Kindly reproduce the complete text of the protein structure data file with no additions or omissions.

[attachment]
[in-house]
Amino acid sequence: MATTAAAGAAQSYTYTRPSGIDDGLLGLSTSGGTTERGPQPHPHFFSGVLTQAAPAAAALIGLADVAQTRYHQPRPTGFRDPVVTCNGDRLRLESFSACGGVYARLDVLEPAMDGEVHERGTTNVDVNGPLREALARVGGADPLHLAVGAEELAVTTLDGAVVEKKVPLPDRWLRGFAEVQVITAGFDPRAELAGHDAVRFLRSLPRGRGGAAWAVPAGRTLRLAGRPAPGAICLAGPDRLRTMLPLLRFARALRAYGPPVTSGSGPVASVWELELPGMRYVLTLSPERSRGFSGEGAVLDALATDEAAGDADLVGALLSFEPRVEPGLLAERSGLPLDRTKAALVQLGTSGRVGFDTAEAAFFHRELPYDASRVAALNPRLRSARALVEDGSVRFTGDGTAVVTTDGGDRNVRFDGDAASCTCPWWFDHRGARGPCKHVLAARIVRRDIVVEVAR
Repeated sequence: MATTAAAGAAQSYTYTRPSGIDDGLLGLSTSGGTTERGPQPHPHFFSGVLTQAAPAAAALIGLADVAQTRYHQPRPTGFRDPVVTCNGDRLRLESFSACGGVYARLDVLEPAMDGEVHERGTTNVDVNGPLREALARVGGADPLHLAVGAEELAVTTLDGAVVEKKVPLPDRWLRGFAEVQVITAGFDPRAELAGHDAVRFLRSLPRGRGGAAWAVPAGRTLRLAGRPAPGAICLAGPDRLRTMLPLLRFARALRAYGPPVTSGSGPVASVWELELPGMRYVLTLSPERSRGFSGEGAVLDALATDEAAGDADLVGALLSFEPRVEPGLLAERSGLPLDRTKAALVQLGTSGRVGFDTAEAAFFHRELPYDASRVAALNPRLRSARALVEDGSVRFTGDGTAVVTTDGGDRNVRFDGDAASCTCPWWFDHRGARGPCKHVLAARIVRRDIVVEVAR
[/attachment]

[in-house]
Amino acid sequence: MATTAAAGAAQSYTYTRPSGIDDGLLGLSTSGGTTERGPQPHPHFFSGVLTQAAPAAAALIGLADVAQTRYHQPRPTGFRDPVVTCNGDRLRLESFSACGGVYARLDVLEPAMDGEVHERGTTNVDVNGPLREALARVGGADPLHLAVGAEELAVTTLDGAVVEKKVPLPDRWLRGFAEVQVITAGFDPRAELAGHDAVRFLRSLPRGRGGAAWAVPAGRTLRLAGRPAPGAICLAGPDRLRTMLPLLRFARALRAYGPPVTSGSGPVASVWELELPGMRYVLTLSPERSRGFSGEGAVLDALATDEAAGDADLVGALLSFEPRVEPGLLAERSGLPLDRTKAALVQLGTSGRVGFDTAEAAFFHRELPYDASRVAALNPRLRSARALVEDGSVRFTGDGTAVVTTDGGDRNVRFDGDAASCTCPWWFDHRGARGPCKHVLAARIVRRDIVVEVAR
Repeated sequence: MATTAAAGAAQSYTYTRPSGIDDGLLGLSTSGGTTERGPQPHPHFFSGVLTQAAPAAAALIGLADVAQTRYHQPRPTGFRDPVVTCNGDRLRLESFSACGGVYARLDVLEPAMDGEVHERGTTNVDVNGPLREALARVGGADPLHLAVGAEELAVTTLDGAVVEKKVPLPDRWLRGFAEVQVITAGFDPRAELAGHDAVRFLRSLPRGRGGAAWAVPAGRTLRLAGRPAPGAICLAGPDRLRTMLPLLRFARALRAYGPPVTSGSGPVASVWELELPGMRYVLTLSPERSRGFSGEGAVLDALATDEAAGDADLVGALLSFEPRVEPGLLAERSGLPLDRTKAALVQLGTSGRVGFDTAEAAFFHRELPYDASRVAALNPRLRSARALVEDGSVRFTGDGTAVVTTDGGDRNVRFDGDAASCTCPWWFDHRGARGPCKHVLAARIVRRDIVVEVAR